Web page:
LGBTQ+ Flags and What They Symbolise

Happy Pride Month everyone!

In honour of Pride Month, I briefly considered covering an LGBTQ artist/ LGBTQ art. I asked myself, “What is the most well-known LGBTQ art?” The first thing I could think of was the Pride flag. I know it technically doesn’t count as art, but you’ve got to appreciate how the rainbow flag has seeped into mainstream culture.

How much do we really know about the Pride and other LGBTQ flags? Do we know who created them and what they actually mean? Let’s take a look at the meaning and history behind these important symbols.

1.The Pride or Rainbow Flag

Who created it? Gilbert Baker

When? Around 1978

What do the colours symbolise?

The original flag consisted of eight colours and this is what they symbolised (according to Baker):

Hot pinkSex
Orange Healing
TurquoiseMagic/ Art

Interesting facts:

  • Harvey Milk challenged Baker to create a symbol for the gay community when they met in 1974
  • The hot pink section of the flag was removed after it became too difficult to acquire that colour fabric.
  • Some people believe that Baker drew inspiration from the Judy Garland song “Somewhere Over the Rainbow”. Garland was considered a gay icon.
  • Baker might’ve also drawn inspiration from the Flag of the Races.

2. The Labrys Lesbian Flag

Who created it? Unknown

When? 1999

What does it symbolise?

The labrys (the axe) is an ancient religious symbol. In the 1970’s it was adopted by the lesbian feminist movement to symbolise female empowerment.

The inverted black triangle is the symbol that the Third Reich would make homosexual women wear as a badge in concentration camps. The Nazis believed lesbians to be asocial.

3. The Lipstick Lesbian Flag

Who created it? It was first seen here on the blog “This Lesbian Life”

When? 2010

What does it symbolise? While the designer has not explained why she chose the particular colours, the flag is meant to represent “homosexual women who have a more feminine gender expression”.

4. Bisexual Pride

Who created it? Michael Page

When? 1998

What do the colours symbolise?

PinkSexual attraction to the same sex
BlueSexual attraction to the opposite sex
Purple (overlap of pink and blue)Sexual attraction to both sexes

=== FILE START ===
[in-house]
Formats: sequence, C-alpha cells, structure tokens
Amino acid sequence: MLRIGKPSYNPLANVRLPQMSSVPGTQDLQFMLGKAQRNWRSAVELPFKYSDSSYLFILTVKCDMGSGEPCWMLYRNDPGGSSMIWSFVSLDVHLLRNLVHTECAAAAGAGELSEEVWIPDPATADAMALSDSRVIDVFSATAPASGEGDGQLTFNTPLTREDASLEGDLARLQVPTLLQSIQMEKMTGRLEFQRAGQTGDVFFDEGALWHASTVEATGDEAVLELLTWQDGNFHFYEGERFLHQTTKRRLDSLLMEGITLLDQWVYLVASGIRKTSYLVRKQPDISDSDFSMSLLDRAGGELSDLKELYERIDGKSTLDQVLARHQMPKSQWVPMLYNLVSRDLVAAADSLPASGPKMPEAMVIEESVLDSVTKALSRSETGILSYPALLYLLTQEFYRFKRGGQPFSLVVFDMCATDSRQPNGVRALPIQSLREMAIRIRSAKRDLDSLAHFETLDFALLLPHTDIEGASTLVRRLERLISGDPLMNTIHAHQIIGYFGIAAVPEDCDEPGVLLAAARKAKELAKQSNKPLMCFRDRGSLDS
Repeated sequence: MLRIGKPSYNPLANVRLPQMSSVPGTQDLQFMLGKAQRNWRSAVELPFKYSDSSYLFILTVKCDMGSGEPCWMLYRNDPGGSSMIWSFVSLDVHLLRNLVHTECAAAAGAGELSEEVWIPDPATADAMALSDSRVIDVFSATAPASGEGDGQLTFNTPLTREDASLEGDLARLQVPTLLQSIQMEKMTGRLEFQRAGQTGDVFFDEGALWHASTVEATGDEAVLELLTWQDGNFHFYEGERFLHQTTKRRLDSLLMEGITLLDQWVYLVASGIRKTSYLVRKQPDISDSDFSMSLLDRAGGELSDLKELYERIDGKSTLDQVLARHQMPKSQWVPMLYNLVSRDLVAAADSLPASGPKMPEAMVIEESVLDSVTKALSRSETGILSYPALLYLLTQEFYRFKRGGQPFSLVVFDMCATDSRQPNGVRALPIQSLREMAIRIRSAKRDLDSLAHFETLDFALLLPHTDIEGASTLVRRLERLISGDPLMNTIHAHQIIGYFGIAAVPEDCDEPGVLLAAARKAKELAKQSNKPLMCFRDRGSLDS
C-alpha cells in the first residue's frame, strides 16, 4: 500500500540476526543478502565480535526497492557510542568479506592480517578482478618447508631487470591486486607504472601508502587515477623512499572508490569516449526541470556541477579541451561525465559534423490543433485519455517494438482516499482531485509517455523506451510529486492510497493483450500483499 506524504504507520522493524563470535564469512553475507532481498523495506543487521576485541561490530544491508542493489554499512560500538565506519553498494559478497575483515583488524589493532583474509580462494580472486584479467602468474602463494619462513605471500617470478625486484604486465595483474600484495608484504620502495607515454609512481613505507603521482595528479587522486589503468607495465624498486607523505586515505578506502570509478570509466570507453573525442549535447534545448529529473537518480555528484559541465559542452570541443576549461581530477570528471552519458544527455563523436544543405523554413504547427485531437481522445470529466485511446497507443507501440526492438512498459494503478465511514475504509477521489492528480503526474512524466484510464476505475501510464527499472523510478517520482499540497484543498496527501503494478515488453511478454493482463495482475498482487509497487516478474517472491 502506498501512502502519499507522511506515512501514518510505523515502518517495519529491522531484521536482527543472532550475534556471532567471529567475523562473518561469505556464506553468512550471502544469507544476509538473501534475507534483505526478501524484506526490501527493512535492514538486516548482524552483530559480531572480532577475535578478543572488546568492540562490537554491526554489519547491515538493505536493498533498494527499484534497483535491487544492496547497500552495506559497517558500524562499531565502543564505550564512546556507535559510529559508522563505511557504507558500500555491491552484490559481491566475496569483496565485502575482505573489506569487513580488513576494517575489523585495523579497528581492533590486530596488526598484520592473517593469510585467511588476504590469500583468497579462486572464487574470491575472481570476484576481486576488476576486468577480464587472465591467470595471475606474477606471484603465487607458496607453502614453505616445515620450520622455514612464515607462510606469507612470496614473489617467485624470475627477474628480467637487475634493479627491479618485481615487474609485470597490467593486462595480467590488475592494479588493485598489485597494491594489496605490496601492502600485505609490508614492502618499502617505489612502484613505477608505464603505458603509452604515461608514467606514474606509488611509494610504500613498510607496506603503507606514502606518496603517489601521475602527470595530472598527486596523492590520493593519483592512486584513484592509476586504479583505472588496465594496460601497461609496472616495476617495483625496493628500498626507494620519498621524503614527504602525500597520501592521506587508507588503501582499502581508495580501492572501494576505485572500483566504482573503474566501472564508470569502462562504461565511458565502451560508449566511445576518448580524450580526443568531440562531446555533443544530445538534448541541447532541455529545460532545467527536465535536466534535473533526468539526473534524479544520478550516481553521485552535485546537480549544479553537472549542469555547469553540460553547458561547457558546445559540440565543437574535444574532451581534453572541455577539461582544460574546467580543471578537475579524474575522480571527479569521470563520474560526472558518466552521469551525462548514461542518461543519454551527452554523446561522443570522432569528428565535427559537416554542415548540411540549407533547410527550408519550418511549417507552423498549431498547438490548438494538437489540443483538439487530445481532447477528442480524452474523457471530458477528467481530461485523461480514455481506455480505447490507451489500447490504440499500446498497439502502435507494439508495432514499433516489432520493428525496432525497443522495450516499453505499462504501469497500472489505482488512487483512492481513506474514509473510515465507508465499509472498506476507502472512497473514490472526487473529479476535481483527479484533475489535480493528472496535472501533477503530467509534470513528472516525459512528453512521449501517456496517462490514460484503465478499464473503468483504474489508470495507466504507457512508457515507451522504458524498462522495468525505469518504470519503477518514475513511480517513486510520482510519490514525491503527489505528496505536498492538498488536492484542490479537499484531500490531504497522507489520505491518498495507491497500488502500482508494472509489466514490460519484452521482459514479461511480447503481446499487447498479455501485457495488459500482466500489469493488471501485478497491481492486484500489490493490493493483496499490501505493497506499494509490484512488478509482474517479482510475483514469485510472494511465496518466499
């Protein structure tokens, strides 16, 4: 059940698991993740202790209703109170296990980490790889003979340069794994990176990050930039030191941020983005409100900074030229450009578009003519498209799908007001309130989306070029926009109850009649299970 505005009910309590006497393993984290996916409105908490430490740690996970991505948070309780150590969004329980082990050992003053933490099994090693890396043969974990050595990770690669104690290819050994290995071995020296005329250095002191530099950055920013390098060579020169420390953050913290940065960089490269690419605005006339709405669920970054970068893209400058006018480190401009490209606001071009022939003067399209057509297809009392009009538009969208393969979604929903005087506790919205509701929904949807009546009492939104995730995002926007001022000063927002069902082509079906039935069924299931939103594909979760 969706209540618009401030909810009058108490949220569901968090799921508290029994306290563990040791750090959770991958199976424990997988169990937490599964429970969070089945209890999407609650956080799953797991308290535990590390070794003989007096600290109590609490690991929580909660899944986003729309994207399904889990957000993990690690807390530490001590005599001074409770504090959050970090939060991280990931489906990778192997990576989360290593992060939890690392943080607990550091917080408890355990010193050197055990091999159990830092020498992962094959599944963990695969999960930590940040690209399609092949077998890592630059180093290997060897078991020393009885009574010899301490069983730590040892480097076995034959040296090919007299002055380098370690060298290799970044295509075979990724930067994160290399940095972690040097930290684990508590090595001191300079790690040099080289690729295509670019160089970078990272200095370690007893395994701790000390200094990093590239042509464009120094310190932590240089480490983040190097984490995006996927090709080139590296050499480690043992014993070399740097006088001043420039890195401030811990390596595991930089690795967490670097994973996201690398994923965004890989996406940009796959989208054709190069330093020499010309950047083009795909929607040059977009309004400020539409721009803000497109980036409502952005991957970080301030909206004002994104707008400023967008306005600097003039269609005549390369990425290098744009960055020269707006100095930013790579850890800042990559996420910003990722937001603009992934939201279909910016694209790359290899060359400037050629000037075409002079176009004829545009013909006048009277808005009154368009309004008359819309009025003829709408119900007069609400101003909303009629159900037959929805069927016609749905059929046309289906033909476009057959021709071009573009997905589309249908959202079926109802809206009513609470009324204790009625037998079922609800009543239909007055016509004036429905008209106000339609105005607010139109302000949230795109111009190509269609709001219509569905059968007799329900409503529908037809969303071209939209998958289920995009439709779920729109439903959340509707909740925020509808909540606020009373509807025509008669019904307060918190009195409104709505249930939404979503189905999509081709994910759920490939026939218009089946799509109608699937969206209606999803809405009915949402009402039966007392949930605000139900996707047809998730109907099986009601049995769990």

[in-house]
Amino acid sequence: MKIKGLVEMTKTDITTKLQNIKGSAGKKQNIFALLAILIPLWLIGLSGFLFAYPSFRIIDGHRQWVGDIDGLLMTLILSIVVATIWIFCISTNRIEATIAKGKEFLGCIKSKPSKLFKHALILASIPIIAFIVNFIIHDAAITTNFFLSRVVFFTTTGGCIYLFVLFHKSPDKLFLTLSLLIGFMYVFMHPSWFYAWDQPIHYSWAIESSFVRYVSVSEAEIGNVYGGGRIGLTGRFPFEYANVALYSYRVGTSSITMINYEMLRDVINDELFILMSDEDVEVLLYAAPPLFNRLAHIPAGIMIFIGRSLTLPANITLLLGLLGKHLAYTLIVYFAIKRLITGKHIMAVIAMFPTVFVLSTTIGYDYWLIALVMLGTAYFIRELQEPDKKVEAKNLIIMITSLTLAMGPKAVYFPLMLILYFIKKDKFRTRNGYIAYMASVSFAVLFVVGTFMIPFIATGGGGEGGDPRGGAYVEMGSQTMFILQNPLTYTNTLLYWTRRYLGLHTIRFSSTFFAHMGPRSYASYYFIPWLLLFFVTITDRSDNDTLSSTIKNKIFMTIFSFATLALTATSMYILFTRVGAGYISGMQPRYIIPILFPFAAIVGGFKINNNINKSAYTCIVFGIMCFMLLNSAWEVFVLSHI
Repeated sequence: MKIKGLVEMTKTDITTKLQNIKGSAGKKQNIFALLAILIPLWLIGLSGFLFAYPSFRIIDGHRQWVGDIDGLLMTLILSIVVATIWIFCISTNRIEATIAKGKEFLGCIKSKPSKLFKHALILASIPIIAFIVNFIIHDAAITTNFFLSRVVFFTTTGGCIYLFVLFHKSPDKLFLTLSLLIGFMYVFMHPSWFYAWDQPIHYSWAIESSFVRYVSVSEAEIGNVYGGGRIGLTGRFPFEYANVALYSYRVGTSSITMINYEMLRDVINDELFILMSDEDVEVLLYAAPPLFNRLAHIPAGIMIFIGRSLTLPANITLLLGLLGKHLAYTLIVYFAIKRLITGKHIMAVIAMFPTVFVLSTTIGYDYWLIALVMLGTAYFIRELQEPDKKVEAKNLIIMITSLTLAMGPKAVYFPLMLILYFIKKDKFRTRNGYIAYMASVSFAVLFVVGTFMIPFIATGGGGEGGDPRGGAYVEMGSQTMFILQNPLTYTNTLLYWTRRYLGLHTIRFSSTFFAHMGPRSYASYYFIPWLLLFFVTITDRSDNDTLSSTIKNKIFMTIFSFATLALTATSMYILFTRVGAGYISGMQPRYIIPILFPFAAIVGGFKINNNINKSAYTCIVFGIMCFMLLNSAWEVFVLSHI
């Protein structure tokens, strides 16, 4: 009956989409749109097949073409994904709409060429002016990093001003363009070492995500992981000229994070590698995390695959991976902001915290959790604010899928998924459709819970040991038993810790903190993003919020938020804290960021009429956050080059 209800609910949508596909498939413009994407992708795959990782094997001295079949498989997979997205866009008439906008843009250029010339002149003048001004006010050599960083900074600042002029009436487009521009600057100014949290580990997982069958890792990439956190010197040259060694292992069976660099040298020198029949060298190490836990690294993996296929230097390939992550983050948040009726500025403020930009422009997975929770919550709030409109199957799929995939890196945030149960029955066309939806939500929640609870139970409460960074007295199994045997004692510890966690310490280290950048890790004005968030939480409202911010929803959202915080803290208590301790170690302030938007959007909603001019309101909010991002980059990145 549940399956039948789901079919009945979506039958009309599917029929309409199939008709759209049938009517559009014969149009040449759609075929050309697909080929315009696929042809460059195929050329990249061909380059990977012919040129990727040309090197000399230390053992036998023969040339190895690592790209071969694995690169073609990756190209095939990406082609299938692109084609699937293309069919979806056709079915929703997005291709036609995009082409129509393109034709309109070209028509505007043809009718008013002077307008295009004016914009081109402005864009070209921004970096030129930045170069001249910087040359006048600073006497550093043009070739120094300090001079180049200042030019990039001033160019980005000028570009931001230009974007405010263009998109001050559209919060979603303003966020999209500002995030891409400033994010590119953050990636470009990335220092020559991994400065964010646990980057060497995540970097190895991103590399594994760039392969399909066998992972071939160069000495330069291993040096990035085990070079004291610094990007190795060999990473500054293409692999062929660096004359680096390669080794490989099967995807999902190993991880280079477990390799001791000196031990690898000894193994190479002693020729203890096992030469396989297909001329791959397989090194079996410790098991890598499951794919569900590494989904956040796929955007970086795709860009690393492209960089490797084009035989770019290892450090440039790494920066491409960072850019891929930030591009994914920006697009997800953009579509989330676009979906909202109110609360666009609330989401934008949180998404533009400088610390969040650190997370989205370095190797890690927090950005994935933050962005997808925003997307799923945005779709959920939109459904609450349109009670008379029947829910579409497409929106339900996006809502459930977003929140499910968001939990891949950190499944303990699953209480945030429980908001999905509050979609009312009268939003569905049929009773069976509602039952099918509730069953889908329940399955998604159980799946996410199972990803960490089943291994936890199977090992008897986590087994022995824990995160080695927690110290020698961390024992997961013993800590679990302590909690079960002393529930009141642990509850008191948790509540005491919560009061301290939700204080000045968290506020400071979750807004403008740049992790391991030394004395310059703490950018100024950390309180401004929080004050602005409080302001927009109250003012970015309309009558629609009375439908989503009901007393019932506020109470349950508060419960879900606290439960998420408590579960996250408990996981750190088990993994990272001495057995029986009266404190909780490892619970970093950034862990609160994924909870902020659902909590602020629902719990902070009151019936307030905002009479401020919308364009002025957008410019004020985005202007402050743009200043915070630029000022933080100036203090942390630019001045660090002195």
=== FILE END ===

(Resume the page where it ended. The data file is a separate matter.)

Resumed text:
Interesting facts:

  • Page described the reasoning behind the overlap of the pink and blue colours: “…the purple pixels of color blend unnoticeably into both the pink and blue, just as in the ‘real world,’ where bi people blend unnoticeably into both the gay/lesbian and straight communities.”
  • The ratio of the colours is not fixed but it is usually 2:1:2

5. Transgender Flag

Who created it? Monica Helms

When? 1999

What do the colours symbolise?

BlueThe traditional colour for baby boys
PinkThe traditional colour for baby girls
WhiteNon-binary people, who feel that they do not have a gender

Interesting fact:

  • Helms designed the flag in such a way that it is correct no matter which way you fly it. This is meant to echo the sentiment of trans people finding correctness in their lives.

6. Pansexual Flag

Who created it? Unknown

When? Mid-2010

What do the colours symbolise?

YellowNon-binary gender

Interesting Fact:

  • Some pansexual flags have a ‘P’ symbol on them. The P has been modified to incorporate features from the Venus/female symbol and the Mars/male symbol.

7. Non-binary Flag

Who created it? Kye Rowan

When? 2014

What do the colours symbolise?

YellowThose who identify outside of the gender binary
WhiteNon-binary people with multiple genders
PurpleThose with a mixture of both male and female genders
BlackAgender people

8. Asexual Flag

Who created it? A user named standup, on the website AVEN.

When? 2010

What do the colours symbolise?

GreyGrey-asexuality and demisexuality*

*Grey asexuality is the spectrum between asexuality and sexuality, demisexuality is when a person does not experience sexual attraction unless they form a strong emotional connection with someone.

9. Intersex Flag

Who created it? Intersex Human Rights Australia (IHRA)

When? 2013

What does it symbolise? The IHRA describes yellow and purple as “hermaphrodite colours”. The circle is meant to symbolise wholeness and completeness.

We hope you had as much fun reading this post as we had researching it. Please share your thoughts in the comments below. Have a safe and happy Pride Month!


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